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Mitchell v. Wells Fargo Bank, N.A.

Supreme Court of Georgia

July 11, 2014


Reconsideration denied July 28, 2014.

Equity. Fulton Superior Court. Before Judge Lee.

Smith Law, Louise N. Smith , William J. Smith, for appellants.

Baker, Donelson, Bearman, Caldwell & Berkowitz, Jonathan E. Green , Linda S. Finley , Joshua N. Tropper, for appellees.

HUNSTEIN, Justice. All the Justices concur.


Hunstein, Justice.

Appellants Richard and Deborah Mitchell appeal from the dismissal of their lawsuit against Appellees Wells Fargo Bank, N.A., Mortgage Electronic Registration Systems, Inc. (" MERS" ), and their successors.[1] We find that the trial court properly granted Appellees' motion to dismiss based on a bill of peace, which barred Appellant Richard Mitchell from filing future lawsuits without prior court approval. Therefore, we affirm.[2]

In November 2005, Richard Mitchell (" Mitchell" ) obtained title to property located at 455 St. Regis Drive, Alpharetta, Georgia,

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and executed a security deed in favor of MERS, who subsequently assigned the security deed to Wells Fargo as trustee. The property was [295 Ga. 621] foreclosed upon after Appellants became delinquent on their mortgage payments, and Wells Fargo purchased the property at a foreclosure sale on February 3, 2009. Since that time, Appellants admit that they have made numerous " dilatory filings," proceeding pro se, in state, federal, and bankruptcy courts.

In May 2010, Mitchell filed a complaint against Wells Fargo in Fulton County Superior Court in case number 2010-CV-185623. Wells Fargo moved to dismiss the complaint and moved for a bill of peace pursuant to OCGA § 23-3-110 against Mitchell as a measure to end Mitchell's " meritless filings" in state court. On July 21, 2011, the trial court issued an order granting Wells Fargo's motion to dismiss for lack of jurisdiction because Mitchell had not properly served Wells Fargo. The court also granted Wells Fargo's motion for a bill of peace, finding that the records of Fulton County courts reflected " nothing less than repeated and contemptuous behavior in the courts of this State" and that the lengthy history of filings in federal court showed a pattern of behavior by Mitchell consistent with his state filings. The court concluded that pursuant to OCGA § 23-3-110, " a bill of peace [was] warranted, in order to stop [Mitchell's] abuse of the courts of Georgia." [3] The court permanently enjoined Mitchell from filing any pleading or complaint related to the foreclosure and eviction from the property at issue for a period of five years unless Mitchell first received written approval from the court. The court continued that if Mitchell did file such a complaint, Wells Fargo was under no duty to respond, and the complaint or any pleading would be subject to dismissal immediately.[4] Mitchell moved to set aside the order granting the bill of peace, which the court denied orally during a hearing on February 19, 2013.[5]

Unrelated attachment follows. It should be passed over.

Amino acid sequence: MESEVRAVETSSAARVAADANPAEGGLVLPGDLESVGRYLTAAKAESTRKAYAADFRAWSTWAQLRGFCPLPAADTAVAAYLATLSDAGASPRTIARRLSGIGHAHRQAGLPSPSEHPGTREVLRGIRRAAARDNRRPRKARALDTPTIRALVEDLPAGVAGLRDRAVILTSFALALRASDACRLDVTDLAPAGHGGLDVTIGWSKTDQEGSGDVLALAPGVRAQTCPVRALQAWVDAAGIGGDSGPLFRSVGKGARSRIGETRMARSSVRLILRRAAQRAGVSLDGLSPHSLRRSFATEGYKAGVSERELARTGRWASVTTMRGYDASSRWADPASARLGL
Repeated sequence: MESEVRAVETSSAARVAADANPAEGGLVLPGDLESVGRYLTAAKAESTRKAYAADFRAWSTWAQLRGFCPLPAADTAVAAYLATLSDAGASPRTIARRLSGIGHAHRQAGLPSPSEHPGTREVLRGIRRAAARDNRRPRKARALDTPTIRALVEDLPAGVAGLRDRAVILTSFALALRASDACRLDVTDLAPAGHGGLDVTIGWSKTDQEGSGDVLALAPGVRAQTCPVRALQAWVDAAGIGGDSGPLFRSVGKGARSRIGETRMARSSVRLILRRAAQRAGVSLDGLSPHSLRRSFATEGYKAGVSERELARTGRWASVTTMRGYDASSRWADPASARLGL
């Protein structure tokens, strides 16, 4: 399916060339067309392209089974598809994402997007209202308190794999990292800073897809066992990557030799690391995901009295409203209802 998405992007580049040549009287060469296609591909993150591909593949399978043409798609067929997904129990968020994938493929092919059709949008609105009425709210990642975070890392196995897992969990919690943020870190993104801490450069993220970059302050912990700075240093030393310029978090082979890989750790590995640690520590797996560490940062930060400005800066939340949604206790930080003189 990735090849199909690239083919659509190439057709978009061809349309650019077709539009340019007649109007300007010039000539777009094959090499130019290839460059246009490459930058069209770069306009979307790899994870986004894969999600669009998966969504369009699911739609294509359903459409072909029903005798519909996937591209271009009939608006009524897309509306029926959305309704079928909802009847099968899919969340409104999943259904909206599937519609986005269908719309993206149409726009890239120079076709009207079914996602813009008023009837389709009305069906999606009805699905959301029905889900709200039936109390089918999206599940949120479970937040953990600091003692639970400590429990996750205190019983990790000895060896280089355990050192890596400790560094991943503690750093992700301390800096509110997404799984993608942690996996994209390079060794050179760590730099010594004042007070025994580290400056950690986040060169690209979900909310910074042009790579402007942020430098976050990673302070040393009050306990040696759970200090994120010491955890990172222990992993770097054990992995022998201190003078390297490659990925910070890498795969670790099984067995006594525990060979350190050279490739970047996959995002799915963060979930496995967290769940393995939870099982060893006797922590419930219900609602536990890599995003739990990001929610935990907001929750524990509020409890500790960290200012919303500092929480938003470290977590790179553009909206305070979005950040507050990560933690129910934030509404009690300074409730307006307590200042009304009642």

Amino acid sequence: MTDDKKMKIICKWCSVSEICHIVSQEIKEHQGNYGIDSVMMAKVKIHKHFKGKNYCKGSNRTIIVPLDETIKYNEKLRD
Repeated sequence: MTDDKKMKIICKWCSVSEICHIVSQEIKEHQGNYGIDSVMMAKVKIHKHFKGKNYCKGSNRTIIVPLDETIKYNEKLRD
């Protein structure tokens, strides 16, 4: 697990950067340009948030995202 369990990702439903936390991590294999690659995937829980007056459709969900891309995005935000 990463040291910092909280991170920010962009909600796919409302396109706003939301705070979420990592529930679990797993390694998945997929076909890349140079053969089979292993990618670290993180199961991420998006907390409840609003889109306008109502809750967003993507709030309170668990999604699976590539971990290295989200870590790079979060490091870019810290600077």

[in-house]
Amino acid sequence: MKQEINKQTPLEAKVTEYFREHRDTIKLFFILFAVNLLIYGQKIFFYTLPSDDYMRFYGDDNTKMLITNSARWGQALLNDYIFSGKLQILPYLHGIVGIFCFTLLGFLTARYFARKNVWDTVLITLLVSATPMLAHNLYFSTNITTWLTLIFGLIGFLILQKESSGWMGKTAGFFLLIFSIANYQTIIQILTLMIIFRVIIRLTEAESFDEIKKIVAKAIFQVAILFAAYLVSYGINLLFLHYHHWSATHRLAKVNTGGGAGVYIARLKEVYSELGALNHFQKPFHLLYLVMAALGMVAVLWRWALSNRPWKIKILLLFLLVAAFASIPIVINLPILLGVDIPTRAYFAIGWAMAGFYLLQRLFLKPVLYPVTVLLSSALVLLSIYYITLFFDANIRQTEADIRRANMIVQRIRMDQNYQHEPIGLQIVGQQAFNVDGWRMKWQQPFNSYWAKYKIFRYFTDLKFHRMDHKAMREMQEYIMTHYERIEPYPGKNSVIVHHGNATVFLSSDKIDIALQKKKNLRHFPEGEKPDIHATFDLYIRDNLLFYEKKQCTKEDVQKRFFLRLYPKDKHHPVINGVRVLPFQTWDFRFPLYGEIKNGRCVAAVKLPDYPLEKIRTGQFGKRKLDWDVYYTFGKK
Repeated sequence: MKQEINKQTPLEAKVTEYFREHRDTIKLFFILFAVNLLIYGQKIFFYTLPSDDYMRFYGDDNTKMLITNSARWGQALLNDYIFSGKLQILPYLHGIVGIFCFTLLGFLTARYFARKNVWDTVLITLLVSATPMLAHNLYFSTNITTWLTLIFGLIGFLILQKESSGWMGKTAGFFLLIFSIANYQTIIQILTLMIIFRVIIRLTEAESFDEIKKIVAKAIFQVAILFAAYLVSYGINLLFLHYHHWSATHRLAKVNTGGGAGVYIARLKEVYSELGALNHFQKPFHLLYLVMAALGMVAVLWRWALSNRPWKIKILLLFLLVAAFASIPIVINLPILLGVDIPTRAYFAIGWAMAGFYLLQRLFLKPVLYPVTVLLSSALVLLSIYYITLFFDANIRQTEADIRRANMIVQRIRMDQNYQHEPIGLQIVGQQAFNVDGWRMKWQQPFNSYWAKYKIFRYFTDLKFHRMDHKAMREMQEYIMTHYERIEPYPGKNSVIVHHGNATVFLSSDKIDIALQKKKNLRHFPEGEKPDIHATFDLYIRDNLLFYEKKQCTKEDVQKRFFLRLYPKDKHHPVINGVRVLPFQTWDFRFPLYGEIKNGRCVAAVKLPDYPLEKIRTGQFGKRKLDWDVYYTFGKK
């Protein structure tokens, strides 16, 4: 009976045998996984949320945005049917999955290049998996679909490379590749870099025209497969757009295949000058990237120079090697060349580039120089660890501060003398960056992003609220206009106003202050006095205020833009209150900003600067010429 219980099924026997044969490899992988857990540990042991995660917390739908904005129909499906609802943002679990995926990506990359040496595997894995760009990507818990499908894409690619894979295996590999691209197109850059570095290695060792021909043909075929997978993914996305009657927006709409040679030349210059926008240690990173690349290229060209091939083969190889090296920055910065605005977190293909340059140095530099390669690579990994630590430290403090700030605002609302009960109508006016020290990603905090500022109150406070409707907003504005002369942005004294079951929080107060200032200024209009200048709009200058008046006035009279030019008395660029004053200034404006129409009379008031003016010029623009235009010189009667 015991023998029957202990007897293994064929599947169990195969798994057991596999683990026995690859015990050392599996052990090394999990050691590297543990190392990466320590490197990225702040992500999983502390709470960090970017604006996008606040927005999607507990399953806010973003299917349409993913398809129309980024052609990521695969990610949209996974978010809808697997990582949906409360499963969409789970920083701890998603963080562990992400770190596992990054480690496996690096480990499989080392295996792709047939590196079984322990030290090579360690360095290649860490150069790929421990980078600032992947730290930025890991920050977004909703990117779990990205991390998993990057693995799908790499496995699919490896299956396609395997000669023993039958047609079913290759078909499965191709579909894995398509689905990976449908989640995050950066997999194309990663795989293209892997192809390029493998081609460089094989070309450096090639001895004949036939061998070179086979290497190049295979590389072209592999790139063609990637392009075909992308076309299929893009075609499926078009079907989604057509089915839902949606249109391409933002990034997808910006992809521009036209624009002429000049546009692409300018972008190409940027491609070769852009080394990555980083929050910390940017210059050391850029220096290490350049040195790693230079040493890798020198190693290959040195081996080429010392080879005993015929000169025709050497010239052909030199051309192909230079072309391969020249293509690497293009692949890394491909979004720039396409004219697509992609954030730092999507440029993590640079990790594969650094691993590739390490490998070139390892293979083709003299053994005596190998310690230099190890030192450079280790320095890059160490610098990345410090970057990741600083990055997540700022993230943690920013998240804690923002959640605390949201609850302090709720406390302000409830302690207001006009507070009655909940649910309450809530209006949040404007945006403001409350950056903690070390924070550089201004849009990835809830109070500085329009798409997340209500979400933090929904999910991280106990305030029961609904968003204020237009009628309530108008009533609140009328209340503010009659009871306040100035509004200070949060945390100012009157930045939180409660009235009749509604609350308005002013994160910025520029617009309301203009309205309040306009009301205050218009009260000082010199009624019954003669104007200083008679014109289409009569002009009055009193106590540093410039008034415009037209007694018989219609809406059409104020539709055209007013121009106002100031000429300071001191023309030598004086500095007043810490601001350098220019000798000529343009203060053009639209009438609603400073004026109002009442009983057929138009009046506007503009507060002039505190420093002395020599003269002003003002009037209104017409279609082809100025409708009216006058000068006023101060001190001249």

Meanwhile, on May 24, 2012, Appellants, proceeding pro se, filed a complaint to quiet title and for injunctive relief with regard to the property against Appellees in Fulton County Superior Court in case [295 Ga. 622] number 2012-CV-215444. Wells Fargo moved to dismiss the complaint, arguing inter alia that Mitchell had failed to receive prior written court approval in violation of the bill of peace. Appellants did not respond. On October 18, 2012, the court granted Wells Fargo's motion to dismiss based on good cause, including the fact that Mitchell was barred from filing the complaint pursuant to the bill of peace. Thereafter, Appellants, represented by counsel, filed a motion to reconsider the order dismissing their complaint, a motion to set aside the dismissal order, and an emergency motion for stay of execution of writs of possession pending a ruling on Appellants' previously filed motions. On November 2, 2012, the court denied all three of Appellants' motions.

Appellants now appeal the dismissal of their complaint, contending that because the court dismissed Mitchell's complaint for lack of jurisdiction over Wells Fargo in case number 2010-CV-185623, the court had no jurisdiction over Wells Fargo to grant them the relief sought in the bill of peace. They assert that because the court lacked jurisdiction over Wells Fargo, the bill of peace was facially void and a nullity, and they may collaterally attack this void order in this appeal. Appellants thus assert that the trial court erred in dismissing their complaint in case number 2012-CV-215444 by relying on a void bill of peace. Appellees respond that the bill of peace was not void because the court had jurisdiction over Mitchell, and therefore, that the dismissal based on the bill of peace was not in error.

We agree with Appellees. In case number 2010-CV-185623, Wells Fargo made a special appearance and thereby consented to the court's jurisdiction for the limited purpose of filing its motion for a bill of peace, while at the same time contesting the court's personal jurisdiction over it with respect to Mitchell's complaint. Additionally, the court had personal jurisdiction over Mitchell, and Appellants do not argue to the contrary. Therefore, the trial court had jurisdiction to issue the bill of peace, and it is not void on its face.[6] See Nally v. Bartow County Grand Jurors, 280 Ga. ...

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